Clint Eastwood returned to one of his most enduring roles in 1983’s Sudden Impact, the fourth of five times he played “Dirty” Harry Callahan, and the only entry in the series he directed. The deliberate pacing of most of Eastwood’s directorial outings is gone, in its place a succession of violent actions scenes which make for great entertainment. The third film in the series, The Enforcer, had been scored by Jerry Fielding, but Lalo Schifrin returned this time and delivered a typically stark, modern effort.
“Modern” this time doesn’t just refer to the fierce orchestral music (though there is plenty of that), but Schifrin also incorporated the sounds of the day (including, unexpectedly, scratching records and early 80s pop in the main title) – these sections are little more than a curio today, a relic of another age which is thankfully behind us. The real meat of the score is in those orchestral passages, which finds Schifrin offering a bleak, uncompromising soundscape – often dominated by harsh, genuine dissonance.
It is not difficult to admire Schifrin for putting music like this into an early 80s action thriller – and nobody would dare offer anything like it today, such challenging music having long since disappeared from films – but many will find it difficult to actually enjoy when separated from the film. Schifrin rarely, if ever, gets mentioned with people like Fielding and Alex North as someone who really pushed the boundaries of avant garde orchestral music in films, but if anything he pushed them even further than those two composers, less concerned with using melody as his base and instead concentrating on texture. He is especially adept at an orchestral jazz fusion sound, and sections of this score simply ooze class.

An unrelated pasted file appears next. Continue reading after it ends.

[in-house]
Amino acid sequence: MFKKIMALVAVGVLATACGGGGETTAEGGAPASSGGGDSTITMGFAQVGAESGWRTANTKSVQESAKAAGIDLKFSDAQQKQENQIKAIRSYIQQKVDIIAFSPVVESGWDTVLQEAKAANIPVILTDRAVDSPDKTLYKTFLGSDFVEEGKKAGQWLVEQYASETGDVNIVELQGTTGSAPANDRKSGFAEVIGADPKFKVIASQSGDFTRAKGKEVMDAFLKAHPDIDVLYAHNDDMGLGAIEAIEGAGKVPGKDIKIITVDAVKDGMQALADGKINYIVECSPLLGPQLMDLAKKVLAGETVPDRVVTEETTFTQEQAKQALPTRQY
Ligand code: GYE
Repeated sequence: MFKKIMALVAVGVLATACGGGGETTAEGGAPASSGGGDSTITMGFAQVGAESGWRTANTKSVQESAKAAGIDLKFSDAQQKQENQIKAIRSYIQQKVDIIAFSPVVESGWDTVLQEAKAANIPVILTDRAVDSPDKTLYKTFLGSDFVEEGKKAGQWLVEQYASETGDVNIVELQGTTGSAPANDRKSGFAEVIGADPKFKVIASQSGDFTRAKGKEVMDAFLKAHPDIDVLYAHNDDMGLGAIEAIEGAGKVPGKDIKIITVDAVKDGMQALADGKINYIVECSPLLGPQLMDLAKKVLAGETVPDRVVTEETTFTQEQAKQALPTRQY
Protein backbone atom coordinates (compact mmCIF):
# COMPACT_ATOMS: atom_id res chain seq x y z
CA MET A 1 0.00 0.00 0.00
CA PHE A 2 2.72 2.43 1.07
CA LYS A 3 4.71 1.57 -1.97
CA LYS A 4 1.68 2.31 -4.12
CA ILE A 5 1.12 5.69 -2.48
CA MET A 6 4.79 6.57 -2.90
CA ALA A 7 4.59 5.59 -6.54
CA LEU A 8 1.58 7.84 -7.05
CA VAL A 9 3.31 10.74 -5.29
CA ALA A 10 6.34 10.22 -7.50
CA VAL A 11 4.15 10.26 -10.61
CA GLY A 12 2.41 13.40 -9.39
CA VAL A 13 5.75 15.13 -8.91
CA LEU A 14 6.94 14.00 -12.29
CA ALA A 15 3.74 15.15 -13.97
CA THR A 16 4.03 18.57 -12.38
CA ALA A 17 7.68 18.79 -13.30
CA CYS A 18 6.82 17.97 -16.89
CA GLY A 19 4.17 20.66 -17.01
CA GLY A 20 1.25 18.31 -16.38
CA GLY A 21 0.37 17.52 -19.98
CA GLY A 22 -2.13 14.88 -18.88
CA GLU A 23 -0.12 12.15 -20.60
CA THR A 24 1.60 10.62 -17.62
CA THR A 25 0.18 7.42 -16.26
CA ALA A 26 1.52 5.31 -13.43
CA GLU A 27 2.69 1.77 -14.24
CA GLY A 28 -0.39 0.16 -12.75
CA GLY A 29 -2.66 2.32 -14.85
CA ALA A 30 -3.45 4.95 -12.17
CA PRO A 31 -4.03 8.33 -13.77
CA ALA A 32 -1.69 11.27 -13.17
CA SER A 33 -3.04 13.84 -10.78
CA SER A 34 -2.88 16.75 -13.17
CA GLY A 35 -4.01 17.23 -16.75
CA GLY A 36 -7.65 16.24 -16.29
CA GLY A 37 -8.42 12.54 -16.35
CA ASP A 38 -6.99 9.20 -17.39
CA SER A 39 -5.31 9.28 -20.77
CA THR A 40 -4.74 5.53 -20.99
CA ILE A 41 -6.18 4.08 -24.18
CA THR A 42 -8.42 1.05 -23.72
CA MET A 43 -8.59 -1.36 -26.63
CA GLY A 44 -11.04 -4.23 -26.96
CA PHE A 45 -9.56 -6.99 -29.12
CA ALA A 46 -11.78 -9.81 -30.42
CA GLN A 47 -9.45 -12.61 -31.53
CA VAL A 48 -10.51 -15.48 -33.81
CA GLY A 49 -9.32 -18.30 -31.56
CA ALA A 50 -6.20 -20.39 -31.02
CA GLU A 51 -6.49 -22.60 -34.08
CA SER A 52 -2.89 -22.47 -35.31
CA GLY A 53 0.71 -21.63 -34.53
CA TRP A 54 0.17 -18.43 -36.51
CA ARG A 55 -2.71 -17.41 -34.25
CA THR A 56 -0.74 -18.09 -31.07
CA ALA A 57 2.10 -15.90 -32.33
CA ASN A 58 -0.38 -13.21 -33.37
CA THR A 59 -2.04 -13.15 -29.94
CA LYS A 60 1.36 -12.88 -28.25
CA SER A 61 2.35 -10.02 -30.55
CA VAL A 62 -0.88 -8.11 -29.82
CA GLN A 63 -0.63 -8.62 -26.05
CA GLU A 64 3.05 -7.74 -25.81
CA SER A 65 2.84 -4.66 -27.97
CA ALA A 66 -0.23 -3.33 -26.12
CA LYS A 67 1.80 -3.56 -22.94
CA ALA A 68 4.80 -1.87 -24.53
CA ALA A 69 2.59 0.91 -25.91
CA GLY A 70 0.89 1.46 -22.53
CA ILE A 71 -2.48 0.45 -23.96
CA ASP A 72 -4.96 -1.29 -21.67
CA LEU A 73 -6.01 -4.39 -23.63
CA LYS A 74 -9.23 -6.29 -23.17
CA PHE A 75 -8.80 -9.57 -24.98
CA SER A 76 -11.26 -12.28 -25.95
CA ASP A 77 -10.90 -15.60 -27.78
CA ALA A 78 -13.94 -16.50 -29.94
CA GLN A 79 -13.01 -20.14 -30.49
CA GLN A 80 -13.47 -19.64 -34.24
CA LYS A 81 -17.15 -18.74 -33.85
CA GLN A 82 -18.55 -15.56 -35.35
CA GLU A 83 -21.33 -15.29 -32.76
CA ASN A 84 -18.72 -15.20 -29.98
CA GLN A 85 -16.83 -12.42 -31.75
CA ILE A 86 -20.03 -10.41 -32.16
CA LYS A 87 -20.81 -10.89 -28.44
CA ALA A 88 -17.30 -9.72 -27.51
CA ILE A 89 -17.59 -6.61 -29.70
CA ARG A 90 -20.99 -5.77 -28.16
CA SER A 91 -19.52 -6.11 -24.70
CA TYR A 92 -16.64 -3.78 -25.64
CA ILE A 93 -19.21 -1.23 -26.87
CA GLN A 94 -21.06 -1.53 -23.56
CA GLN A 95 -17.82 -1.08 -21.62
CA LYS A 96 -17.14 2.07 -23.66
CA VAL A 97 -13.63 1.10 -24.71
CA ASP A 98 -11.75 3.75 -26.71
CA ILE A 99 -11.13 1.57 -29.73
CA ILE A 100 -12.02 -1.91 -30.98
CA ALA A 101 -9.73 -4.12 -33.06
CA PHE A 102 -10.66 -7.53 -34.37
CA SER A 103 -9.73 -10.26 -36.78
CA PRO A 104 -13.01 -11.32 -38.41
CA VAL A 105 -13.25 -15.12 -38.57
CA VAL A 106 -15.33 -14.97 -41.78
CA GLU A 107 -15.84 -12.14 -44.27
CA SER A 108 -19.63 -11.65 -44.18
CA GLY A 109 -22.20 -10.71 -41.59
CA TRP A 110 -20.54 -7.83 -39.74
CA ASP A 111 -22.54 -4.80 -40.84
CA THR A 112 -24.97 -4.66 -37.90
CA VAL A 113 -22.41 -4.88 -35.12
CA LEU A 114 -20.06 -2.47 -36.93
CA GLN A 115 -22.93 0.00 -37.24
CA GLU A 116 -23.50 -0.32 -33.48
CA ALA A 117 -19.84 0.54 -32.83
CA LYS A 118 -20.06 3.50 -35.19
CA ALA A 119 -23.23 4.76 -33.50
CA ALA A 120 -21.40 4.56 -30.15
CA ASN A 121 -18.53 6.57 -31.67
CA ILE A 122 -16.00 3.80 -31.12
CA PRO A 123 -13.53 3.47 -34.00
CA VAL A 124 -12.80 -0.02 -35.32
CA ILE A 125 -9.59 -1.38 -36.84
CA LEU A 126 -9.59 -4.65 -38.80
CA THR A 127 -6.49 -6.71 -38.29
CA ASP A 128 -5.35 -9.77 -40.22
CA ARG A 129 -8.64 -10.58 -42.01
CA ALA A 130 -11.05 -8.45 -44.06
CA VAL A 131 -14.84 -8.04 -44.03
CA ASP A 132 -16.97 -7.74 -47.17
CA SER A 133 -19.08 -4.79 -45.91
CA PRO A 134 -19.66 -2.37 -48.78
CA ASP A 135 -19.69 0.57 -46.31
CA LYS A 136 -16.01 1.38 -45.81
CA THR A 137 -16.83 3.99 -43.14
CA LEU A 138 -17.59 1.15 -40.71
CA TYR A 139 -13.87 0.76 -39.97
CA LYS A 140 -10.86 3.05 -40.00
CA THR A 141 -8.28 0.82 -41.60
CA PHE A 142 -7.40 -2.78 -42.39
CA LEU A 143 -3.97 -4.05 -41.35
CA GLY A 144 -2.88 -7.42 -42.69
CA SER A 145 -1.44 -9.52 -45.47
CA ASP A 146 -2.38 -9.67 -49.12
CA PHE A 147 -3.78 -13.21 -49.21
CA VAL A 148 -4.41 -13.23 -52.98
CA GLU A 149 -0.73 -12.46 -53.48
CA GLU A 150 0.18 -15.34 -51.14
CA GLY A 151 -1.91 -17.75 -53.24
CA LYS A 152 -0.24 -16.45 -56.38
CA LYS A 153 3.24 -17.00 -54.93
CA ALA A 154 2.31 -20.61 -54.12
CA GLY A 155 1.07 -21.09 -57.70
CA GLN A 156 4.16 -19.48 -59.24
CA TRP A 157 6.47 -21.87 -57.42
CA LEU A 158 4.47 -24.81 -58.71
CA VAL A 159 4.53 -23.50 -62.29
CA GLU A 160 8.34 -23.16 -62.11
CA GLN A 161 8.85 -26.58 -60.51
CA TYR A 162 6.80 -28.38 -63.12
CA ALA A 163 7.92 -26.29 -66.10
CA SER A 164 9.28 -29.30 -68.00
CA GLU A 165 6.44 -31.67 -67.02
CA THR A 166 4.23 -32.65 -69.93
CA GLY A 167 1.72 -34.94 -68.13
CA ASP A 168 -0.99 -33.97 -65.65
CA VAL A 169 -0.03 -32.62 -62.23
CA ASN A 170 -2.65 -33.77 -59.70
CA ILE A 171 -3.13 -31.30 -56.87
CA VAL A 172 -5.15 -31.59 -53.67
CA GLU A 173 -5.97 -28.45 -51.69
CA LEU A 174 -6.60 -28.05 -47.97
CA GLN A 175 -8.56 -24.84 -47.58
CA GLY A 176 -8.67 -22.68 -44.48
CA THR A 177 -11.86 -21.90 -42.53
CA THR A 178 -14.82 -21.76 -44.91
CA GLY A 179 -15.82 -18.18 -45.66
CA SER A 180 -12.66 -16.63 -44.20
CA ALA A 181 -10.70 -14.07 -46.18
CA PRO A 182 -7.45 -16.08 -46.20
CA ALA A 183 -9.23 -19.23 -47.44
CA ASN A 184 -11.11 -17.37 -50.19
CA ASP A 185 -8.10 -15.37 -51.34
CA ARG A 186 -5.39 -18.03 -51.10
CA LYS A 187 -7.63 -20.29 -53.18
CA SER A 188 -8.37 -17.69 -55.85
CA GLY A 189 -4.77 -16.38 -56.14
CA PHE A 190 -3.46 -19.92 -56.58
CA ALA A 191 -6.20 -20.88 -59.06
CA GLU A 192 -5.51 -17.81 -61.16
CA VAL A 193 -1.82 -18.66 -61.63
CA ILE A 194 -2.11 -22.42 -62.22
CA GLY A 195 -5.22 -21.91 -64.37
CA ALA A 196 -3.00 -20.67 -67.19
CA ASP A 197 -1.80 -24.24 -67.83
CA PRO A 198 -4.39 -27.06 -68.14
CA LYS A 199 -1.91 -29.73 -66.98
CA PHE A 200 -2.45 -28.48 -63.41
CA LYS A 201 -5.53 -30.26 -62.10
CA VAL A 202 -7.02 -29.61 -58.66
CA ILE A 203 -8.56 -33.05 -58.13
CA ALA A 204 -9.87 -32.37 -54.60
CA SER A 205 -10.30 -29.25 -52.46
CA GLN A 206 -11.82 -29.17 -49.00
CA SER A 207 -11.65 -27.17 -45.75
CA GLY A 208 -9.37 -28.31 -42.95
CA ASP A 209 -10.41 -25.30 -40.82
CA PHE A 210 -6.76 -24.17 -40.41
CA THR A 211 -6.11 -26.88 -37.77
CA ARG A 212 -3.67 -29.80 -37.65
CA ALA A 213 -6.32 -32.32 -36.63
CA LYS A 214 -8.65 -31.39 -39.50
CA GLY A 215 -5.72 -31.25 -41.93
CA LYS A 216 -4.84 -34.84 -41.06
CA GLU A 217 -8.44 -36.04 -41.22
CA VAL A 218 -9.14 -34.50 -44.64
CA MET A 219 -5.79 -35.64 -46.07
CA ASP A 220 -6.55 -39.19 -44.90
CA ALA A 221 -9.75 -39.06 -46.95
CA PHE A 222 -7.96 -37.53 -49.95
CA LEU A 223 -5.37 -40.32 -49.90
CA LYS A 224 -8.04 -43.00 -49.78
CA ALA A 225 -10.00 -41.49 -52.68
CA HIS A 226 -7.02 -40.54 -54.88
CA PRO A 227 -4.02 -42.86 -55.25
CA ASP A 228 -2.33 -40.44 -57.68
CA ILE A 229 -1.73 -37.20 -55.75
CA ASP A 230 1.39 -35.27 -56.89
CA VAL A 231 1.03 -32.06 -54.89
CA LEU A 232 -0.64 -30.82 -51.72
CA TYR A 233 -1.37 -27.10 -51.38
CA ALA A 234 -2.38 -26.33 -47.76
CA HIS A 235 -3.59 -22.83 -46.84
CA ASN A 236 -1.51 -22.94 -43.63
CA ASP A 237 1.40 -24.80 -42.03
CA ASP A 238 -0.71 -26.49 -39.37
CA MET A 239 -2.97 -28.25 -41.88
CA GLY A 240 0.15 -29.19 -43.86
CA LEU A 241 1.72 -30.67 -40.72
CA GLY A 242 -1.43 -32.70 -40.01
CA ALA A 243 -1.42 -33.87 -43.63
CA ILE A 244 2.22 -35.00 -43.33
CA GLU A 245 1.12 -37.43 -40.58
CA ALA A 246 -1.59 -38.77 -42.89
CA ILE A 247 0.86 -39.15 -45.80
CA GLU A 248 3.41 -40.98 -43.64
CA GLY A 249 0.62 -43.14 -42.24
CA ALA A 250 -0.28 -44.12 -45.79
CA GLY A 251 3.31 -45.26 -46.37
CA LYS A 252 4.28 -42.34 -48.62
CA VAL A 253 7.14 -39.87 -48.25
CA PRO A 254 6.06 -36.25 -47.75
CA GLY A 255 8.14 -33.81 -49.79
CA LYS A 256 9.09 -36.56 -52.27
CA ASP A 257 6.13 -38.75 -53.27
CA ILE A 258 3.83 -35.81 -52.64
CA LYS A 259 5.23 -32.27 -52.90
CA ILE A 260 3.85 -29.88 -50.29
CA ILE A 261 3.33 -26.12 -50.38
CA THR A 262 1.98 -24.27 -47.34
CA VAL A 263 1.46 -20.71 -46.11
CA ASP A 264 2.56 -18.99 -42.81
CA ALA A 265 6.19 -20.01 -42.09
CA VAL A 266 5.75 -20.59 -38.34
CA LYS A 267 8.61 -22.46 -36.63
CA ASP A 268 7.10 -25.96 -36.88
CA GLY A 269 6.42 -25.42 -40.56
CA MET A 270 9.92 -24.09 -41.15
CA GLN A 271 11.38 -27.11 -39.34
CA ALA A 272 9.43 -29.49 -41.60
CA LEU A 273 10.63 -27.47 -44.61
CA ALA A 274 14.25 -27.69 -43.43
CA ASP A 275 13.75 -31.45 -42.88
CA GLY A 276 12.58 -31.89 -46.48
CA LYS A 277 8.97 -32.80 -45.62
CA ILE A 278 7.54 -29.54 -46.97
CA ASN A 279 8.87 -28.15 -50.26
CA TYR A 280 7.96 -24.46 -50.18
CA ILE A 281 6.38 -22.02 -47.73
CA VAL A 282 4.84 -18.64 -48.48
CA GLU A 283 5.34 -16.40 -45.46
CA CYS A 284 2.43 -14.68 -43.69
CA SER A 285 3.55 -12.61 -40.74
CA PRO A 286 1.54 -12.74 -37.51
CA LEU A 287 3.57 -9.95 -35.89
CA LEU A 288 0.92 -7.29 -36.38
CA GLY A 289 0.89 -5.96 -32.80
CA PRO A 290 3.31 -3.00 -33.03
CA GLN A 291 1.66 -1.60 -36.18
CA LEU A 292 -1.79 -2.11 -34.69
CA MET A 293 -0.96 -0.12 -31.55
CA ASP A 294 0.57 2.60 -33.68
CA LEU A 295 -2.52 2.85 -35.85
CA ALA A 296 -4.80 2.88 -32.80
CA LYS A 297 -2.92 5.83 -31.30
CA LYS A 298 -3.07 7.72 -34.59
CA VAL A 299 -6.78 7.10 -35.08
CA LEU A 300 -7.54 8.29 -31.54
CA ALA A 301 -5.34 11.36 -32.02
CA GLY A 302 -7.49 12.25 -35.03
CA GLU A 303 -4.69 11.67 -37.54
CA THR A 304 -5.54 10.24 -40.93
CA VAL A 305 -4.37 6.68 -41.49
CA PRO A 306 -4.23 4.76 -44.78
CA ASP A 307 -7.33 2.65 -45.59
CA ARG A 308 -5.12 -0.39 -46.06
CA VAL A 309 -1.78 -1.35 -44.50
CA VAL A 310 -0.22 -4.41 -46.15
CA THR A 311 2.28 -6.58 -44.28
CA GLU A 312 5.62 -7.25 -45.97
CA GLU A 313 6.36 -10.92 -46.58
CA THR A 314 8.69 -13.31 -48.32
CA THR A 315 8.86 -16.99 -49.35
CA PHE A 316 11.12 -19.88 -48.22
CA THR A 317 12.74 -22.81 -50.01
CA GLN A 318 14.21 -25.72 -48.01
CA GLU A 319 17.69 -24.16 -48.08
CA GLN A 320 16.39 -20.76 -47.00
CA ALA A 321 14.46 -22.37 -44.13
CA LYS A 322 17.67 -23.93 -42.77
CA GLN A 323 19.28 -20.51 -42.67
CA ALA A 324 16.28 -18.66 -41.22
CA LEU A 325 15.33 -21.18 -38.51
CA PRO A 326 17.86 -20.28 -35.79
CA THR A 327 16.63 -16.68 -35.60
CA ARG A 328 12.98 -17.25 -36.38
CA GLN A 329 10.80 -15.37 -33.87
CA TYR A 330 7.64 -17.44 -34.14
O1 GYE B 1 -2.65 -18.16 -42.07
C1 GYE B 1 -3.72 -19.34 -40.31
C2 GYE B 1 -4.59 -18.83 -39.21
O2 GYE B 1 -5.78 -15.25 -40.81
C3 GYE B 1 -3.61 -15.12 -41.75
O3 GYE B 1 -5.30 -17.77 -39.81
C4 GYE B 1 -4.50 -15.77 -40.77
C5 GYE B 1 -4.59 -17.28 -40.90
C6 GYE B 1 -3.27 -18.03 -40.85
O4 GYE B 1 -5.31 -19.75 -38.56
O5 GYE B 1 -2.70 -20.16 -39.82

“Eclectic” is certainly a word to use, though – for every piece of harsh orchestral modernism is a piece accompanied by a drum kit and electric guitars, and while these (in particular “Ginley’s Bar”) work well, the contrast with the rest of the score is perhaps a little too far. Most eclectic of all is the seven-minute “Remembering Terror”, which goes from carnival source music to avant garde orchestral experimentation to 80s pop, and back again. It’s masterful in its own way, but I’m forced to return to my observation that it’s not actually very easy to enjoy. The rapturous, gorgeous love theme that finally reveals itself during the end title is a rare exception.
Despite that – this is impressive music, and by and large follows the established Dirty Harry sound impressively while updating it to the then-current time. The album features great sound quality and informative notes from Nick Redman. Sudden Impact may not be a score for everyone, but for those who enjoy more challenging music it’s a sure-fire winner. It is available on Schifrin’s own label Aleph Records, who have also previously released the music from the first three films in the series.